Special Guest at the Wildlife Hide

The Autumn storms have passed over and the nights are drawing darker at the wildlife hide. Since opening in July we have watched the wildlife and their behaviours as we start to enter the winter months. Our guests have had the pleasure of enjoying these sightings and getting to know the animals too. Mike and Kate ready for the evening watch We welcome many guests into the hide, from members of the public to wildlife groups who are exploring this part of the Scottish Highlands

October in the Cairngorms

A month of rain, wind, sunshine and plenty of wildlife, Autumn has been in full swing this month in the Cairngorms National Park. After quite a dry season, the storms rolled in over October bringing plenty of rain to the area along with vibrant colours and fungi galore. With the arrival of heavy rain, our waterfalls were looking spectacular and small streams turned into torrents of peaty water coming from our mountain tops. Flooded stream and rain dropped leaf Common Puffball

Hide and Seek at the Wildlife Hide

Dark nights are upon us and as the Autumn turns to Winter the feeding and movement of the mammals will begin to change. The wildlife hide has still had plenty of activity over the last fortnight. Common Pipistrelle bats flying overhead, taking shelter under the tree canopy and Tawny Owls hooting from nearby trees, sometimes just out of sight of the lights. Wood Mouse with its snack (Kate M) The smallest mammal, the Wood Mouse has been keeping guests entertained with their spe

Autumn Wildlife to Look Out For

This is a unique time of year when we see the movement of birds on migration. The new season arrives, and we start to spot some interesting birds arrive or pass by the British Isles. Long summer days with singing breeding birds is replaced by wild weather and cold winds that bring in a variety of winter visitors that we can look out for. Here we explore some of the species found in the Cairngorms or surrounding areas and what makes them fantastic winter visitors to look out f

Autumn Activity and News from the Wildlife Hide

The nights are getting darker and there is a cool nip in the air, leaves are scattering on the ground and signs of autumn are all around. Red Deer stag rutting (David Braddock) As the meeting time changes to keep up with the Badgers feeding patterns, we are hearing the final bird songs of the evening before it gets dark. October is a busy month for many animals and one very vocal one that we now hear every evening is the Red Deer. Red Deer stags ‘rut’ in the autumn in prepara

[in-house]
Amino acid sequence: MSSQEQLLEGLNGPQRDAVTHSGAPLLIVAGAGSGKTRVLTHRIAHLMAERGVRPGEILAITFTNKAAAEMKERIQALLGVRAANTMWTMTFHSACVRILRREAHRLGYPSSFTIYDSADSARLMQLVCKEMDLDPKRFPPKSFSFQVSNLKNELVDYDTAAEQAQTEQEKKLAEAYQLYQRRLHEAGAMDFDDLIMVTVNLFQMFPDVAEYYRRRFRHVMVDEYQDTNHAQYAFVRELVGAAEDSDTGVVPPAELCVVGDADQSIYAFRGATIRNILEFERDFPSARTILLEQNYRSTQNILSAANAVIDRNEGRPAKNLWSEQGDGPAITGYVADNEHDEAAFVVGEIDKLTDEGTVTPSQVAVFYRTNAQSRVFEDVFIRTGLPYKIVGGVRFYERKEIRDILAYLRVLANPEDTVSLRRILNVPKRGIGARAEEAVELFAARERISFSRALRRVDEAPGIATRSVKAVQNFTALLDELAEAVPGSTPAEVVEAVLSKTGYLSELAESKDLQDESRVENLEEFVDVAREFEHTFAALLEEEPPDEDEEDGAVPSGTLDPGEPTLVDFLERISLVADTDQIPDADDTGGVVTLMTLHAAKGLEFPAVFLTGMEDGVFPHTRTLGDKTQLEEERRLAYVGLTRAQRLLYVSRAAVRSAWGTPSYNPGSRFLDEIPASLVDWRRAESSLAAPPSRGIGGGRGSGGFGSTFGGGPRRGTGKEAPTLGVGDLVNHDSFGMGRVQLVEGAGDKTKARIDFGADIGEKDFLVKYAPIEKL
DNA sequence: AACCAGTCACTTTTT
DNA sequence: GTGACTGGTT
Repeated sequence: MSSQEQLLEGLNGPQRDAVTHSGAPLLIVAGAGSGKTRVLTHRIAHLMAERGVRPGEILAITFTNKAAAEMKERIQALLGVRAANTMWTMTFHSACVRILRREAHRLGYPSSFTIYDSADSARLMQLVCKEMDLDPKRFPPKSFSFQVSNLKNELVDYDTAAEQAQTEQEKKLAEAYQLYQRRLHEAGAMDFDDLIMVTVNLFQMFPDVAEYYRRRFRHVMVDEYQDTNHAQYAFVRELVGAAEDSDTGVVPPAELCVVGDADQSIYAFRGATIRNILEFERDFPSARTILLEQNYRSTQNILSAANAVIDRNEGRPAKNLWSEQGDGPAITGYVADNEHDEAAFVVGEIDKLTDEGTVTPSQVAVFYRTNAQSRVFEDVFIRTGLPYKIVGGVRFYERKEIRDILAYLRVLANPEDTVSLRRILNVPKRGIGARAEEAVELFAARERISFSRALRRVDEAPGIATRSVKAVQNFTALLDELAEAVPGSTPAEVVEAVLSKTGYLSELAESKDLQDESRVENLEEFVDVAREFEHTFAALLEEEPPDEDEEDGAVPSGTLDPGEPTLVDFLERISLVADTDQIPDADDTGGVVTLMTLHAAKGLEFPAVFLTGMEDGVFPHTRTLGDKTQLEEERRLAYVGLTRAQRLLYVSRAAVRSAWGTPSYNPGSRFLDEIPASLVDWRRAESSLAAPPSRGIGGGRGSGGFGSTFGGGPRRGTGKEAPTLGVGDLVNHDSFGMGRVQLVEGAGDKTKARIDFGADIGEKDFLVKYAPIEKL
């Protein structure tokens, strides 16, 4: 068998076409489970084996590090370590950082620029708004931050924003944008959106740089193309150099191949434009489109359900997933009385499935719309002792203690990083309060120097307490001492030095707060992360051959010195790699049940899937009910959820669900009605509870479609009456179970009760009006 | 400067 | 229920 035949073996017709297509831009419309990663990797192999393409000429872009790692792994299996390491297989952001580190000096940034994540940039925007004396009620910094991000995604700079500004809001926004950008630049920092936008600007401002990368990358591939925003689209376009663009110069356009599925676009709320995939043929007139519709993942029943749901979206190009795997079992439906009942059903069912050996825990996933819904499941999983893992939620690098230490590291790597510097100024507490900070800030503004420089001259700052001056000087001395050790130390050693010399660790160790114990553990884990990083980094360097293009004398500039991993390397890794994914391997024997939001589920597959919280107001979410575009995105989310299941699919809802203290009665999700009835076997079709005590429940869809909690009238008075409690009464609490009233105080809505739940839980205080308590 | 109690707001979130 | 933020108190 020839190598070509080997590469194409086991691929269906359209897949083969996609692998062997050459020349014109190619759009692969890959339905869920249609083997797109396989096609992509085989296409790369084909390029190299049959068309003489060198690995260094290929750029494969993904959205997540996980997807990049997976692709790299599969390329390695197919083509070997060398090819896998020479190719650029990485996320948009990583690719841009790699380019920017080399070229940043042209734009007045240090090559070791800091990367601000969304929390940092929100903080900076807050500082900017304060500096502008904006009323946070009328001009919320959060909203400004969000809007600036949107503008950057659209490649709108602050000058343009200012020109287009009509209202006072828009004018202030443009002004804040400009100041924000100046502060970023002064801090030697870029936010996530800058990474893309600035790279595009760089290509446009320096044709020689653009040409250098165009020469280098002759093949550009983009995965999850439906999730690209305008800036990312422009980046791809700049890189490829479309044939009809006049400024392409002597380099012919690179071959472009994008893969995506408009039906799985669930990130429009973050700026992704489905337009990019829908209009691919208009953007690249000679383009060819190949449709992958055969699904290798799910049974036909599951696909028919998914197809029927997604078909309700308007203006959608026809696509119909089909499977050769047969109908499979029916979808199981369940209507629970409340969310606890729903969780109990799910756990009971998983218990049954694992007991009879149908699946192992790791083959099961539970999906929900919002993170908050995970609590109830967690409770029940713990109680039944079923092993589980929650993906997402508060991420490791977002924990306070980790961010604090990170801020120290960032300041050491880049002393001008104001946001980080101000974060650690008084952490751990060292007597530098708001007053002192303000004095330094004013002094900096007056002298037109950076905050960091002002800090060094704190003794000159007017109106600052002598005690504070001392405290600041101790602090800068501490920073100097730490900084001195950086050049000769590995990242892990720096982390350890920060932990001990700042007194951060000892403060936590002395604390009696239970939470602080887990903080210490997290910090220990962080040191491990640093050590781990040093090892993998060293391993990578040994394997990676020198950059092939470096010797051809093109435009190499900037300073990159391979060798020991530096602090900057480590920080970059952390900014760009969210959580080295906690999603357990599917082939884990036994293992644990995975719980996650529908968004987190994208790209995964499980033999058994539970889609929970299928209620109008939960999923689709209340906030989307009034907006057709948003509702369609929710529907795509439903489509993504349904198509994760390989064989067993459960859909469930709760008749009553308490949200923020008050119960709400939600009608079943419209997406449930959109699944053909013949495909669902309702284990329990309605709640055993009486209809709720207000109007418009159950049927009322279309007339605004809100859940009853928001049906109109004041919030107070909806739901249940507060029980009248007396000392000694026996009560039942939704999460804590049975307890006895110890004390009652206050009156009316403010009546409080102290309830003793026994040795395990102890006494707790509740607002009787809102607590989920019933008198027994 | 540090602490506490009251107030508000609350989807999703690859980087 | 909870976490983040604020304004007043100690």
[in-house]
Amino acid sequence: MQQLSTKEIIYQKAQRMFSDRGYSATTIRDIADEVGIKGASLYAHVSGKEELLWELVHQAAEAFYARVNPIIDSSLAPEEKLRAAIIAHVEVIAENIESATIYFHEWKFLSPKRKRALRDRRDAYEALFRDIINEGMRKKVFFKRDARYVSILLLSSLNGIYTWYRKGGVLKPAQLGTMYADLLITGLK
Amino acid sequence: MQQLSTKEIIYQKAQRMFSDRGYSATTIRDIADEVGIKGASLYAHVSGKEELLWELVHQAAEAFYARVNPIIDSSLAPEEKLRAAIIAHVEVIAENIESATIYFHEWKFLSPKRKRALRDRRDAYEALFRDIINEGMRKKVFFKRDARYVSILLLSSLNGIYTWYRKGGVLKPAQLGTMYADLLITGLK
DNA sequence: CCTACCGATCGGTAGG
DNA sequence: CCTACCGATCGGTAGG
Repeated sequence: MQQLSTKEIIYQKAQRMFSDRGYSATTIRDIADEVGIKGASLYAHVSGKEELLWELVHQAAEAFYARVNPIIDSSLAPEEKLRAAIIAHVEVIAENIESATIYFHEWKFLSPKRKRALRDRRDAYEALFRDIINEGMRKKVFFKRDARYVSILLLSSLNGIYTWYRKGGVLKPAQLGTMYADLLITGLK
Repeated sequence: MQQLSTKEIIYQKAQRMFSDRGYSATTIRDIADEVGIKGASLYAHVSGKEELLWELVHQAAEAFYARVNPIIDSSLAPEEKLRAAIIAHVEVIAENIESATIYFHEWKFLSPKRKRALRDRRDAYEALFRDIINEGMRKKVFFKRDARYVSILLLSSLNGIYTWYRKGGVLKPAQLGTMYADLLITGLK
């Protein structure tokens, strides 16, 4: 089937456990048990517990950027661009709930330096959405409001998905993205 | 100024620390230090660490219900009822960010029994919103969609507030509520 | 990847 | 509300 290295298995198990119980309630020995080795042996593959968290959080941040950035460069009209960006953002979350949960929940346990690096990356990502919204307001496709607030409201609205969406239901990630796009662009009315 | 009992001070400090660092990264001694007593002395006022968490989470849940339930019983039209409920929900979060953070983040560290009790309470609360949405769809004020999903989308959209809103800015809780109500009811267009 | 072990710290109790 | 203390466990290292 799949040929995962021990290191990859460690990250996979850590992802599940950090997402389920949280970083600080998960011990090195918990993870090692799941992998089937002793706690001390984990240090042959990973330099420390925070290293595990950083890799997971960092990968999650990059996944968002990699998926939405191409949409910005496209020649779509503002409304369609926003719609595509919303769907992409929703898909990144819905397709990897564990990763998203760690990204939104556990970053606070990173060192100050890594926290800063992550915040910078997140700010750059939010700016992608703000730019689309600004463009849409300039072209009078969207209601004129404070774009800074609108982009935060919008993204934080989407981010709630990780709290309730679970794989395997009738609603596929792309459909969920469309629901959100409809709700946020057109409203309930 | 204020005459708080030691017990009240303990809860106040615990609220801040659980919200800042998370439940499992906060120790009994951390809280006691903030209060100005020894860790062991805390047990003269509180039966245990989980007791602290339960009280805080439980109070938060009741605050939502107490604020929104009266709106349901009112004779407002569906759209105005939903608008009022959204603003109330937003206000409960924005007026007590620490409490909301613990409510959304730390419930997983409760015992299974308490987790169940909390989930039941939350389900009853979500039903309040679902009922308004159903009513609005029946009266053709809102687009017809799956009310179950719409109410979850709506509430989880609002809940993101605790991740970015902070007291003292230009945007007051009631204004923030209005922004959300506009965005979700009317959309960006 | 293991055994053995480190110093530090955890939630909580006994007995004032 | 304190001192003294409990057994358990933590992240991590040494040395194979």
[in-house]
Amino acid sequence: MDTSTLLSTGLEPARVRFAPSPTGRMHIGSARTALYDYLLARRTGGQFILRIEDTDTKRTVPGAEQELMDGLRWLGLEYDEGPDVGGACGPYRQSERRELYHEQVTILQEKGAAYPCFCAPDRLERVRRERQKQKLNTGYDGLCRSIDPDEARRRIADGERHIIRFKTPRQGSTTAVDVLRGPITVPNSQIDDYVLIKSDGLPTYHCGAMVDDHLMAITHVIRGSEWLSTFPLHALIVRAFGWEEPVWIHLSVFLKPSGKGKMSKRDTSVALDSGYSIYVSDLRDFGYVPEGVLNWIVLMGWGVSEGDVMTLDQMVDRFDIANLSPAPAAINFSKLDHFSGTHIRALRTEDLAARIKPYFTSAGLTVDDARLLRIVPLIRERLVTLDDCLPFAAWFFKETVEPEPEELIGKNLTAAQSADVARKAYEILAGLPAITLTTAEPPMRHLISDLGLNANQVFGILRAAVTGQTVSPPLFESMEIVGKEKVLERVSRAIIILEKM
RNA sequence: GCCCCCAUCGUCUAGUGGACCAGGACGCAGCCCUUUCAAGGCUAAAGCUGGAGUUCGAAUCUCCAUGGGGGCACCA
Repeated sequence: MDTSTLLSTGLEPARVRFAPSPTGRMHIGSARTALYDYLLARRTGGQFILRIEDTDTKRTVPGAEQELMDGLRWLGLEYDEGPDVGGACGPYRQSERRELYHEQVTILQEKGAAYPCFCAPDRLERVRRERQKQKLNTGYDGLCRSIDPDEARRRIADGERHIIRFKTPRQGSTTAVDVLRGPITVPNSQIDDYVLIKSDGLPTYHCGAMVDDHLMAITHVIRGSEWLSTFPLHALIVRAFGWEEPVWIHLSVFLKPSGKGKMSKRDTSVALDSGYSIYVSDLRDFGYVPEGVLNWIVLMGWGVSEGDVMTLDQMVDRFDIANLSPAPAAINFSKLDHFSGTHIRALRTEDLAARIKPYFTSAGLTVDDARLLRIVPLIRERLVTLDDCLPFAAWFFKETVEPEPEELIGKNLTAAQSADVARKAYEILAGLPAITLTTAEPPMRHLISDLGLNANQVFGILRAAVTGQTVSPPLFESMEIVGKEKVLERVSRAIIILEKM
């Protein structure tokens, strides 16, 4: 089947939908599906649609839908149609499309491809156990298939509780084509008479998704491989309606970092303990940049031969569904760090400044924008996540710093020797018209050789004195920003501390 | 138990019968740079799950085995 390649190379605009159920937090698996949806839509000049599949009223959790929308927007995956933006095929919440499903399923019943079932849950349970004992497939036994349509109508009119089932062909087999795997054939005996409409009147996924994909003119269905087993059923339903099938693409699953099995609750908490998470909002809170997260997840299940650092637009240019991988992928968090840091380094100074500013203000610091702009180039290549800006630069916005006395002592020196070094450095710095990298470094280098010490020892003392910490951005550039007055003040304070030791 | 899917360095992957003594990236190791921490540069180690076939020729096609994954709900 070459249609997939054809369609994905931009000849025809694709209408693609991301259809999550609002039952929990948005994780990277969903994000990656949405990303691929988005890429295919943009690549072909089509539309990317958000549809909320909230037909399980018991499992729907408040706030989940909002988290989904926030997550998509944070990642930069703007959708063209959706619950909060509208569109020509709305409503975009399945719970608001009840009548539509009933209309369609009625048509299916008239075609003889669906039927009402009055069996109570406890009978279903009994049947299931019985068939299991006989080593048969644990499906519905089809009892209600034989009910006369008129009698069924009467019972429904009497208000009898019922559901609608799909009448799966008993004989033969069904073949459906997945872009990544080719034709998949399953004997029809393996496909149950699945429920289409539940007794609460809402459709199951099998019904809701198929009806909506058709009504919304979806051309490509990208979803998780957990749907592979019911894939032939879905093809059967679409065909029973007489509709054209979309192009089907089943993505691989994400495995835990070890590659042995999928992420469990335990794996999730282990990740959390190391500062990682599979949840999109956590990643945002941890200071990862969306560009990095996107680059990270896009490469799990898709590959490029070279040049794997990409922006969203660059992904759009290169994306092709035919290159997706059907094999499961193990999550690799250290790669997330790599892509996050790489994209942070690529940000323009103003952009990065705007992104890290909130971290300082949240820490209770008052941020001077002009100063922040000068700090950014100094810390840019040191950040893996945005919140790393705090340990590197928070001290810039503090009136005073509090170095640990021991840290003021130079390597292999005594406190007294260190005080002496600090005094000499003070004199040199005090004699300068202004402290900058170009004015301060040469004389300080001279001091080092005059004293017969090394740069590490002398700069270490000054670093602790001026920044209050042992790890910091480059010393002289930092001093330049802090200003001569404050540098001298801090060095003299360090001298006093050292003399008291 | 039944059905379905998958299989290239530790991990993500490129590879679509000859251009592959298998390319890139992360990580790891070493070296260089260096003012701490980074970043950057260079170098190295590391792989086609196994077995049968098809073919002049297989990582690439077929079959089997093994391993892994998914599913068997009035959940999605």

September in the Cairngorms

Days that start off cool and frosty warming during the day, showers of rain and leaves beginning to fall, it must be September in the Cairngorms. After the vibrant purples of August, the grassy heathlands, bracken and trees are turning rusty orange. The frosty nights have covered areas in dew, making spider webs on heather very visible on a morning walk in the area. Bird migration begins making for some interesting days out in the field and autumn storms are on the way. Dew c

Bird species of the month – Osprey

As we come to the end of the summer months, we take a look at one of the areas favourite breeding birds found in here in the Cairngorms National park. The Osprey is a summer migrant and one of many birds of prey found in the UK and Scotland. As they now begin their journeys back to their wintering grounds, we look at our favourite things about these amazing travellers. Flying Osprey (James Stevens) These incredible migrators will travel around 5,000 miles from Western Africa

July in the Cairngorms

With travel restrictions relaxed here in Scotland, we have been able to explore the Cairngorms in July. Being the height of summer, the countryside and wildlife that is here is thriving and there has been lots to discover and explore in the area. The green scenery has been shown off in the dappled sunshine and rain showers have boosted the growth of wildflowers. Round-leaved Sundew Sundew plant with flower above As the bog cotton, mentioned in the previous blog disappears, th

Feeding Young at the Wildlife Hide

As June comes to an end, we update on the activity at the wildlife hide over the past couple of weeks. With the longest day falling last week, it has given a great opportunity for seeing the wildlife in daylight whilst watching the sun go down, creating some impressive sunsets over the distant hills. Tawny Owlet On an early evening stroll nearby to the hide, this young Tawny Owl was screeching in the dense forest and was not startled by the presence of a human, managing a cou

Wildflowers Galore!

As Spring rolls into summer, heathland becomes carpeted in every colour of the rainbow. If you read our May in the Cairngorms blog, you may have seen a small selection of wildflowers. Wildflowers become a spectacle at this time of year, some creeping along the ground, some pushing their way above the high grass all different in appearance. A lot of our flower appear in May and June, with July seeing the peak of their bloom. Keep a lookout for these and many other flowers over